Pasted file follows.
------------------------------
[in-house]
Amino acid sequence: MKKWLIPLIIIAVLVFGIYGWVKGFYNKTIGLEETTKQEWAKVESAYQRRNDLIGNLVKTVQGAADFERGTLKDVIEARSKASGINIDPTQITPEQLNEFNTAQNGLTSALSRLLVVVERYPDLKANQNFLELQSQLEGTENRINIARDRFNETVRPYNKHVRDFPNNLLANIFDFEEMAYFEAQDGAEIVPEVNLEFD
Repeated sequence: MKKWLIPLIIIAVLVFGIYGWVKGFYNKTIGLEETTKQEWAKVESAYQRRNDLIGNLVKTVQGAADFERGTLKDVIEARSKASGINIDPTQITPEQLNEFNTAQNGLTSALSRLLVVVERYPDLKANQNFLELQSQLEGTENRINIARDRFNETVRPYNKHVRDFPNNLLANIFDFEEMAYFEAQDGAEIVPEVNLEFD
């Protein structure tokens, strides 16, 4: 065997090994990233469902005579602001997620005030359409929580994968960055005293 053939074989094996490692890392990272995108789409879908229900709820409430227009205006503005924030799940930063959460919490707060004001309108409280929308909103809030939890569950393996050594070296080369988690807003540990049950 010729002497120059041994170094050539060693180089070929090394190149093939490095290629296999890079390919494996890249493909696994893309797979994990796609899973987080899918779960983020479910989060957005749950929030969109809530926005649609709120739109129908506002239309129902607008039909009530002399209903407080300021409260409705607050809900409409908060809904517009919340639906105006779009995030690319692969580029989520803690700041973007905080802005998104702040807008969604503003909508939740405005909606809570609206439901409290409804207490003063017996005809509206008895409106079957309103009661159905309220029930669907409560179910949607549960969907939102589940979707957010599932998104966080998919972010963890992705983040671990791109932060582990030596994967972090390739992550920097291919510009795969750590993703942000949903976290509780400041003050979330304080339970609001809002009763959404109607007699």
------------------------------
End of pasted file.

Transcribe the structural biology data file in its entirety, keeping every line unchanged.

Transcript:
[in-house]
Amino acid sequence: MKKWLIPLIIIAVLVFGIYGWVKGFYNKTIGLEETTKQEWAKVESAYQRRNDLIGNLVKTVQGAADFERGTLKDVIEARSKASGINIDPTQITPEQLNEFNTAQNGLTSALSRLLVVVERYPDLKANQNFLELQSQLEGTENRINIARDRFNETVRPYNKHVRDFPNNLLANIFDFEEMAYFEAQDGAEIVPEVNLEFD
Repeated sequence: MKKWLIPLIIIAVLVFGIYGWVKGFYNKTIGLEETTKQEWAKVESAYQRRNDLIGNLVKTVQGAADFERGTLKDVIEARSKASGINIDPTQITPEQLNEFNTAQNGLTSALSRLLVVVERYPDLKANQNFLELQSQLEGTENRINIARDRFNETVRPYNKHVRDFPNNLLANIFDFEEMAYFEAQDGAEIVPEVNLEFD
């Protein structure tokens, strides 16, 4: 065997090994990233469902005579602001997620005030359409929580994968960055005293 053939074989094996490692890392990272995108789409879908229900709820409430227009205006503005924030799940930063959460919490707060004001309108409280929308909103809030939890569950393996050594070296080369988690807003540990049950 010729002497120059041994170094050539060693180089070929090394190149093939490095290629296999890079390919494996890249493909696994893309797979994990796609899973987080899918779960983020479910989060957005749950929030969109809530926005649609709120739109129908506002239309129902607008039909009530002399209903407080300021409260409705607050809900409409908060809904517009919340639906105006779009995030690319692969580029989520803690700041973007905080802005998104702040807008969604503003909508939740405005909606809570609206439901409290409804207490003063017996005809509206008895409106079957309103009661159905309220029930669907409560179910949607549960969907939102589940979707957010599932998104966080998919972010963890992705983040671990791109932060582990030596994967972090390739992550920097291919510009795969750590993703942000949903976290509780400041003050979330304080339970609001809002009763959404109607007699």